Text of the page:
* Why is Wi-Fi free at cheap hotels, but $14 a night at expensive ones?
* What happens to software programs when their publishers go out of business?
* Would the record companies sell more music online if it weren't copy-protected?
* Do cellphones cause brain cancer?
* What's the real reason you have to turn off your laptop for takeoff?
* Why can't a digital S.L.R. camera record video?
* Wi-Fi on airplanes. What's taking so long?
* Who are the morons who respond to junk-mail offers, thereby keeping spammers in business?
* I'm told that they could make a shirt-pocket digital camera that takes pictures like an S.L.R., but it would cost a lot. So why don't they make one for people who can afford it?
* How come there are still no viruses for Mac OS X? If it has 6 percent of the market, shouldn't it have 6 percent of the viruses?
* Do shareware programmers pay taxes on all those $20 contributions?
* How are we going to preserve all of our digital photos and videos for future generations?
* Why are there no federal rebates or tax credits for solar power?
* Why do you have to take tape camcorders out of your carry-on at airport security, but not the tapeless kind? Couldn't you hide a bomb equally well in either one? (Actually, I have about 500 more logic questions about the rules at airport security, but I have a feeling they'll remain answerless for a very long time.)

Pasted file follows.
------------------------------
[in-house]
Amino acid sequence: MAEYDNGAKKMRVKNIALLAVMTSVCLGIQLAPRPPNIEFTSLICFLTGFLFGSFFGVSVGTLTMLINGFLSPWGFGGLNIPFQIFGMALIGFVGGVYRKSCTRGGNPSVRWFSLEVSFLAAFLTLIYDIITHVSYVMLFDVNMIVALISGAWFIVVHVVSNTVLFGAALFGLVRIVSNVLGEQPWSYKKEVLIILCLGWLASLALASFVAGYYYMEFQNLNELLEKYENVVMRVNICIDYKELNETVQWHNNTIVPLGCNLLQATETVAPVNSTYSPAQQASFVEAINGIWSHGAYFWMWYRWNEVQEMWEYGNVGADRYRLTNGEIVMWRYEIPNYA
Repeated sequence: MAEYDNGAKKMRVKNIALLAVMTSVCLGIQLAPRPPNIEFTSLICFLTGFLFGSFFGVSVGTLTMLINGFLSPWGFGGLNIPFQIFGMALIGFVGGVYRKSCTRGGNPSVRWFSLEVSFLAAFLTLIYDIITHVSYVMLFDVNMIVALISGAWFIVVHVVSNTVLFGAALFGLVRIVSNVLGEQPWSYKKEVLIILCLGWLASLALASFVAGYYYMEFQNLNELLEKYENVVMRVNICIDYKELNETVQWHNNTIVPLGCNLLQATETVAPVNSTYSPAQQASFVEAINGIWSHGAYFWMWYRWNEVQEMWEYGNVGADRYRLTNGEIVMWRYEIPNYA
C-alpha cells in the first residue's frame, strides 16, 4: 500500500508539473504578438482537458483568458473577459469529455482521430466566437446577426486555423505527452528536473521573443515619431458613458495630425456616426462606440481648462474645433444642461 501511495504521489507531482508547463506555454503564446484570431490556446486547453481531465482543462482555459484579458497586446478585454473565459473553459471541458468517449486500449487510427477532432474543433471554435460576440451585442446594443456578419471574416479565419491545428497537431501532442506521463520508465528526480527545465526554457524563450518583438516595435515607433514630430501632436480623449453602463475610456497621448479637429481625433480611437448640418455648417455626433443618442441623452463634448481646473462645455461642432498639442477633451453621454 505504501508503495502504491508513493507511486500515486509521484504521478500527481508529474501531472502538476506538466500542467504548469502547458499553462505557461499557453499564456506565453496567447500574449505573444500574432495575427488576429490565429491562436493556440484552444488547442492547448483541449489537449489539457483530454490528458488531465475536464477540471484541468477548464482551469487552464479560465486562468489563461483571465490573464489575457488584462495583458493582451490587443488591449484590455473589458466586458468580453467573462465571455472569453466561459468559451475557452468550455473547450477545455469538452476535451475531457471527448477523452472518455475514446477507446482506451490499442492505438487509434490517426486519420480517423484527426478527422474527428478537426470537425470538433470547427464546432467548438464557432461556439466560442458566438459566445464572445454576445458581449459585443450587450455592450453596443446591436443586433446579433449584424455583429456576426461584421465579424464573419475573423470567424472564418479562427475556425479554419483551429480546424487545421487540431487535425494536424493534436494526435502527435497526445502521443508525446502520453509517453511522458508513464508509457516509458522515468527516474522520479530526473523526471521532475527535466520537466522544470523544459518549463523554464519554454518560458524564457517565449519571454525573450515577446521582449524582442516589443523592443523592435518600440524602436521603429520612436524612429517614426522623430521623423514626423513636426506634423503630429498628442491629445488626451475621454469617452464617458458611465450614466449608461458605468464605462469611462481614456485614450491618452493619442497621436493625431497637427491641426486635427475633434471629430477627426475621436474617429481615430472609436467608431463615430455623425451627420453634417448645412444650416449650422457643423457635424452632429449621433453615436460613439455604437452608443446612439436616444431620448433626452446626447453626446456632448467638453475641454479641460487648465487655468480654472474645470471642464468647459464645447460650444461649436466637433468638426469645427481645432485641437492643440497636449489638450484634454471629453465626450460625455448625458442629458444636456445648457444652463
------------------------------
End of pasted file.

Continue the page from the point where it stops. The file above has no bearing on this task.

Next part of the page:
* Laptops, cameras and cellphones have improved by a thousand percent in the last ten years. Why not their batteries?
* SmartDisplay, Spot Watch, U.M.P.C., Zune… when will Microsoft realize that it's not a hardware company?
* Why don't public sinks have foot pedals?
* Why don't all hotels have check-in kiosks like airlines do?
* Five billion dollars a year spent on ringtones? What the?
* How come cellphone signal-strength bars are so often wrong?
* Do P.R. people really expect anyone to believe that the standard, stilted, second-paragraph C.E.O. quote was really uttered by a human being?
* Why aren't there recycling bins for bottles and cans where they're most obviously needed, like food courts and cafeterias?
* Why doesn't someone start a cellphone company that bills you only for what you use? That model works O.K. for the electricity, gas and water companies —and people would beat a path to its door.
* Why doesn't everyone have lights that turn off automatically when the room is empty?
* What's the deal with Palm?
* Why are so many people rude on the Internet?
If you know the answers, by all means—fill us in at nytimes.com/pogue.
This blog reports new ideas and work on mind, brain, behavior, psychology, and politics - as well as random curious stuff
Friday, October 19, 2007
Questions that N.Y. Times technical writer David Pogue doesn't have answers to. If you know the answers, fill him in at nytimes.com/pogue.
Posted by Deric Bownds at 10:03 AM
Blog Categories: culture/politics, technology
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